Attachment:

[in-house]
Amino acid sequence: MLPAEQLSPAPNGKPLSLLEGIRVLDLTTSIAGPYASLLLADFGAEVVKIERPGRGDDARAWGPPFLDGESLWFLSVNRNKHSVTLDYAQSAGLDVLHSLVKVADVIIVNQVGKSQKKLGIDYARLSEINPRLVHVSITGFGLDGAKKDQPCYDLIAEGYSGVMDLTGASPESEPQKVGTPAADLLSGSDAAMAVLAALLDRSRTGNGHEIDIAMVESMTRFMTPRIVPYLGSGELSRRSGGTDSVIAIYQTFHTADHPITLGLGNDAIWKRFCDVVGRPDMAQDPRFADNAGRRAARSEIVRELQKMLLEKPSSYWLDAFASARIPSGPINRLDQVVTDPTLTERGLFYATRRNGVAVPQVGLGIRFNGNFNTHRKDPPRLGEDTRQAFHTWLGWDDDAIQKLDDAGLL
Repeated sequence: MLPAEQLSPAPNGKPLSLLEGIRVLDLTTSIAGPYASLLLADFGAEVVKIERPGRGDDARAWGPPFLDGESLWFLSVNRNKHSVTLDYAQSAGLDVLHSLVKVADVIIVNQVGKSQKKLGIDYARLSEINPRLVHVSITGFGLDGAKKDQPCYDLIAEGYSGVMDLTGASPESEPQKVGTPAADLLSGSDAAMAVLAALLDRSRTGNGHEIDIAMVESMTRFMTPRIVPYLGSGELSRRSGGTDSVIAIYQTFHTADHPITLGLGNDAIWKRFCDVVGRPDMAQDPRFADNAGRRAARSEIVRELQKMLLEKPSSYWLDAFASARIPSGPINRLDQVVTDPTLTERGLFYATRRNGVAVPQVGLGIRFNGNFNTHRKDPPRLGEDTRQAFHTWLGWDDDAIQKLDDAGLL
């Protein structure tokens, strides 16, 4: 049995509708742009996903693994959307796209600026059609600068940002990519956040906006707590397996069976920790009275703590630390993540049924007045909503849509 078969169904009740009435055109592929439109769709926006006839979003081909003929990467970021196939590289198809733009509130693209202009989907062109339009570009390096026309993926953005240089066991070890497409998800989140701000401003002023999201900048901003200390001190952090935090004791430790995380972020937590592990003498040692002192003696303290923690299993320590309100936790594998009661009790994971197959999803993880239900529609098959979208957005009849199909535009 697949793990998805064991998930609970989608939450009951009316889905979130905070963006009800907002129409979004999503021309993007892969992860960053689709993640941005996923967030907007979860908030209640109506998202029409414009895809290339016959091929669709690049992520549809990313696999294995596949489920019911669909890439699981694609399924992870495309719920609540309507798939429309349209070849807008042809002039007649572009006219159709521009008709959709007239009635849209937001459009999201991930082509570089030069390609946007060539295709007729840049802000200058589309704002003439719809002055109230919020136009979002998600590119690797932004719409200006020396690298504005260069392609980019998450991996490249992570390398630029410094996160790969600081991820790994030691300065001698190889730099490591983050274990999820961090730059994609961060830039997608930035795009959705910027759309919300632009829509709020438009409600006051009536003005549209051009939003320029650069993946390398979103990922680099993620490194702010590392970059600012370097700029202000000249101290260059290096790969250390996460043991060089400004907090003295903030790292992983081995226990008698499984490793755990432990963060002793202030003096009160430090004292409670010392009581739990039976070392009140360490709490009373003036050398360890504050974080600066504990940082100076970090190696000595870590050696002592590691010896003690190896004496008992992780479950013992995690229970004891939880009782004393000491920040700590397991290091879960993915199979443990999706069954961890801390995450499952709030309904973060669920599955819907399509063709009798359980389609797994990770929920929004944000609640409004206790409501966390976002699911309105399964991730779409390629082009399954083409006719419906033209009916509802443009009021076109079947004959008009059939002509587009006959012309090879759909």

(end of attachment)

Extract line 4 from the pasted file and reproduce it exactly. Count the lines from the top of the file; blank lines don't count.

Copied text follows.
């Protein structure tokens, strides 16, 4: 049995509708742009996903693994959307796209600026059609600068940002990519956040906006707590397996069976920790009275703590630390993540049924007045909503849509 078969169904009740009435055109592929439109769709926006006839979003081909003929990467970021196939590289198809733009509130693209202009989907062109339009570009390096026309993926953005240089066991070890497409998800989140701000401003002023999201900048901003200390001190952090935090004791430790995380972020937590592990003498040692002192003696303290923690299993320590309100936790594998009661009790994971197959999803993880239900529609098959979208957005009849199909535009 697949793990998805064991998930609970989608939450009951009316889905979130905070963006009800907002129409979004999503021309993007892969992860960053689709993640941005996923967030907007979860908030209640109506998202029409414009895809290339016959091929669709690049992520549809990313696999294995596949489920019911669909890439699981694609399924992870495309719920609540309507798939429309349209070849807008042809002039007649572009006219159709521009008709959709007239009635849209937001459009999201991930082509570089030069390609946007060539295709007729840049802000200058589309704002003439719809002055109230919020136009979002998600590119690797932004719409200006020396690298504005260069392609980019998450991996490249992570390398630029410094996160790969600081991820790994030691300065001698190889730099490591983050274990999820961090730059994609961060830039997608930035795009959705910027759309919300632009829509709020438009409600006051009536003005549209051009939003320029650069993946390398979103990922680099993620490194702010590392970059600012370097700029202000000249101290260059290096790969250390996460043991060089400004907090003295903030790292992983081995226990008698499984490793755990432990963060002793202030003096009160430090004292409670010392009581739990039976070392009140360490709490009373003036050398360890504050974080600066504990940082100076970090190696000595870590050696002592590691010896003690190896004496008992992780479950013992995690229970004891939880009782004393000491920040700590397991290091879960993915199979443990999706069954961890801390995450499952709030309904973060669920599955819907399509063709009798359980389609797994990770929920929004944000609640409004206790409501966390976002699911309105399964991730779409390629082009399954083409006719419906033209009916509802443009009021076109079947004959008009059939002509587009006959012309090879759909």